The present study was conducted to determine the influence of Cr on some agronomic characters of Telfairia occidentalis nutrient content and uptake and some chemical properties of soil. In the greenhouse trial, chromium nitrate [Cr(N03)2] was applied at rates of 0, 50, 100 and 200 mg per 5 kg sieved and air-dried soil obtained from a depth of 0-15cm. The rates of 0, 20, 40 and 80 kgha-1 equivalent to pot rates were used in the field trial. Results showed that the soil used was texturally sandy loam and an ultisol as revealed by its low base saturation. In the greenhouse the soil pH, N, K, Mg, Ca, Na, Fe, Mn, Zn, free Fe and Al oxides, organic carbon, effective cation exchange capacity, exchangeable acidity, amorphous Fe and Al oxides content of the soil decreased inconsistently at various levels of Cr treatments except available P, which appreciated inconsistently. With the exception of soil pH, organic carbon, available P and amorphous Fe oxide, which increased at various levels of Cr concentrations, all other soil chemical properties determined, declined inconsistently in the field trial. The amorphous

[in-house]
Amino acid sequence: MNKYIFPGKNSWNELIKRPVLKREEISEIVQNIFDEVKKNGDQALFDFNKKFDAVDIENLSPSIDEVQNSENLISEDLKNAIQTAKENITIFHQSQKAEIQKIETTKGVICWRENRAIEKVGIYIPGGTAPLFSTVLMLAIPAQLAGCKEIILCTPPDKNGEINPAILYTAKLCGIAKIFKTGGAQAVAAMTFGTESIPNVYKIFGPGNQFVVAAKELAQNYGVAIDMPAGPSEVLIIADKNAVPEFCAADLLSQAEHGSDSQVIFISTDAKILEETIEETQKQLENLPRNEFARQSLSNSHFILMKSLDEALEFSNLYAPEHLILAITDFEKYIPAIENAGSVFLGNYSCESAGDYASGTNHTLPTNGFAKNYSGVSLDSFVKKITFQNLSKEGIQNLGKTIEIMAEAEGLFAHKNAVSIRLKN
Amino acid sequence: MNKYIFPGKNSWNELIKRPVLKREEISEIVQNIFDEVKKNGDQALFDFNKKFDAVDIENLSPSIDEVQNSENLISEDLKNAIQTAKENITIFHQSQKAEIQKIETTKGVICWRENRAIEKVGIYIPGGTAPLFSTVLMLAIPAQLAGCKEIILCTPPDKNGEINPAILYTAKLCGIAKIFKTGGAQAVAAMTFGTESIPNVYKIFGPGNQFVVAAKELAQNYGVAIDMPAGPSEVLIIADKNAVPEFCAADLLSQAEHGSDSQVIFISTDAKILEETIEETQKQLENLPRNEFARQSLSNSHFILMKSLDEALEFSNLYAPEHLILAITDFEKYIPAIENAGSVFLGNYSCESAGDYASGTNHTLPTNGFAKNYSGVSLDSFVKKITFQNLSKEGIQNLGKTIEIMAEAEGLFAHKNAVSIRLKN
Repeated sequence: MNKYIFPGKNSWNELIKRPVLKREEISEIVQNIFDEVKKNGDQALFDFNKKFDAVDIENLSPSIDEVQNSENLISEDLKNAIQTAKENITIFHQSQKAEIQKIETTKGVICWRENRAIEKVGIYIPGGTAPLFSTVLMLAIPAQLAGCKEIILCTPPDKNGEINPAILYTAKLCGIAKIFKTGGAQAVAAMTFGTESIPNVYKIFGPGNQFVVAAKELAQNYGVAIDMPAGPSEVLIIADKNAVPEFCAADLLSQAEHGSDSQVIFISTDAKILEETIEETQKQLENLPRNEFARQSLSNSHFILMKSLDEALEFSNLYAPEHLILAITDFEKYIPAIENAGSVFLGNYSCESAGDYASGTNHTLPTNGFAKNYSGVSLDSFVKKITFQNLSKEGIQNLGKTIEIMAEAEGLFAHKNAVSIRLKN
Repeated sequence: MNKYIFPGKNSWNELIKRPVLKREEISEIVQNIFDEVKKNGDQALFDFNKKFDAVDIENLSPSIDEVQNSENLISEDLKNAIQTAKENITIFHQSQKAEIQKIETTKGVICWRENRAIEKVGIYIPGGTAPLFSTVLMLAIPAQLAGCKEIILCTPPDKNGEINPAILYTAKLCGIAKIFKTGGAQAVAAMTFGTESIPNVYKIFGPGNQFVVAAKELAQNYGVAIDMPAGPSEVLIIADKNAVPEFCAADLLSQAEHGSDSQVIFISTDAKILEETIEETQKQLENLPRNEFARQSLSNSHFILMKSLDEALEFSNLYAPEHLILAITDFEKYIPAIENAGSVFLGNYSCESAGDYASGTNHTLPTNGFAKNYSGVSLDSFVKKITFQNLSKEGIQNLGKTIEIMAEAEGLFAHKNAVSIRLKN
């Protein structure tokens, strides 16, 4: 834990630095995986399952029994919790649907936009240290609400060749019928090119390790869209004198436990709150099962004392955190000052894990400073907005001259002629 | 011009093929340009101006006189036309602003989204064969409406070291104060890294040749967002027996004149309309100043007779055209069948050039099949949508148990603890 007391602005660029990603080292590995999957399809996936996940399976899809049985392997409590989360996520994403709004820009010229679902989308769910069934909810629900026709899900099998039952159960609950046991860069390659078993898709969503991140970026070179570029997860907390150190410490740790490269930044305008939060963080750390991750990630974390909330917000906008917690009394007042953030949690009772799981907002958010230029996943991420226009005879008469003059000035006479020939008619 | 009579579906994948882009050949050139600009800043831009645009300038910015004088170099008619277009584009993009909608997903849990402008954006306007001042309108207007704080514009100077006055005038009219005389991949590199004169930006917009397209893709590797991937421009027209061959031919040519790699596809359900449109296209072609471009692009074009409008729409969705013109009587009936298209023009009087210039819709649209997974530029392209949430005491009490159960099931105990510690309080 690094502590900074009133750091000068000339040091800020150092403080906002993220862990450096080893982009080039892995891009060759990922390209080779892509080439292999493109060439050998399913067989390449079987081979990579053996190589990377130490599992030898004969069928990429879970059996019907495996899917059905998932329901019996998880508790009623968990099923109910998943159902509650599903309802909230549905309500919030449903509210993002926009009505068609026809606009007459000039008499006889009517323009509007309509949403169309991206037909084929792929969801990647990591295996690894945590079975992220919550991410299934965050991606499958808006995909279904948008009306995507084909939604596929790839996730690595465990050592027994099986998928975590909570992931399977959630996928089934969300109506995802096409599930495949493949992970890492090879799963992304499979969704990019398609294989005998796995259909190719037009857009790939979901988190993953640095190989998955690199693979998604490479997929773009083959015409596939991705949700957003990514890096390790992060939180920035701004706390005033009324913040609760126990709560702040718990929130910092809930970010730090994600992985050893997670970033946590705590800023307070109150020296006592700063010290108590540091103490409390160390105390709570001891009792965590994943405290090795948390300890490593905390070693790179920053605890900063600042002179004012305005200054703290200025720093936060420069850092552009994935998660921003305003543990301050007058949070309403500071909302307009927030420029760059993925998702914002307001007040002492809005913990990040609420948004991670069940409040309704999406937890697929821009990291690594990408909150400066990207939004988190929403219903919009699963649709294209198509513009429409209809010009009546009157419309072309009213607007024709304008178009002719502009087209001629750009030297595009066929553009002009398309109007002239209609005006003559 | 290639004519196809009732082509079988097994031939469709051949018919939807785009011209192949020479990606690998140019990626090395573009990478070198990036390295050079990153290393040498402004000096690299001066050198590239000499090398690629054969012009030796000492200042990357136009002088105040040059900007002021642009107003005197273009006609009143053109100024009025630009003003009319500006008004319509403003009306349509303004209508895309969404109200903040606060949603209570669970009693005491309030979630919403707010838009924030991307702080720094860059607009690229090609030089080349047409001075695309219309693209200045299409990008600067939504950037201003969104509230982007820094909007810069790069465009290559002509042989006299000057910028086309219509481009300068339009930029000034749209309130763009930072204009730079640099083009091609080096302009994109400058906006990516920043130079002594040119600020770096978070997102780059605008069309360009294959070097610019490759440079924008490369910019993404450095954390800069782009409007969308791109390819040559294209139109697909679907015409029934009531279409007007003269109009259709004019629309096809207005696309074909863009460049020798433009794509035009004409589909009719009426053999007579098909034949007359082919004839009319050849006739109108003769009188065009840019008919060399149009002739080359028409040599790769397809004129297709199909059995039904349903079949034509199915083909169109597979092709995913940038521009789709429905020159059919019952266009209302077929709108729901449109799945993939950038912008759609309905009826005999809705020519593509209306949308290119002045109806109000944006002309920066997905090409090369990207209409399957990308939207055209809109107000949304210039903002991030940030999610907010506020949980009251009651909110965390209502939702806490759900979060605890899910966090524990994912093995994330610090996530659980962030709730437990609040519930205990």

Al oxide however remained stable in the field trial. The Cr content of the soil increased with the levels of Cr treatments when compared with the control in the trials. The N, P, K, Mg, Ca, Na, Fe, Mn and Zn content of shoot and root as well as their uptake also decreased consistently with increasing Cr treatments. In addition, the Cr content as well as uptake by the shoot and root also increased consistently with increased rates of the Cr applied in the trials with the minimum levels of the Cr content and uptake recorded at the control treatments. As the Cr concentration increased, the crude protein content of both shoot and root consistently decreased with highest crude protein content recorded in the shoot compared to the root. A decrease in the dry matter yield with increased Cr treatments in shoot and root was recorded in the trials. Results also showed that the Cr influenced the height, collar girth, leaf area and number of leaves with control treatments higher than other treatments at final harvest.
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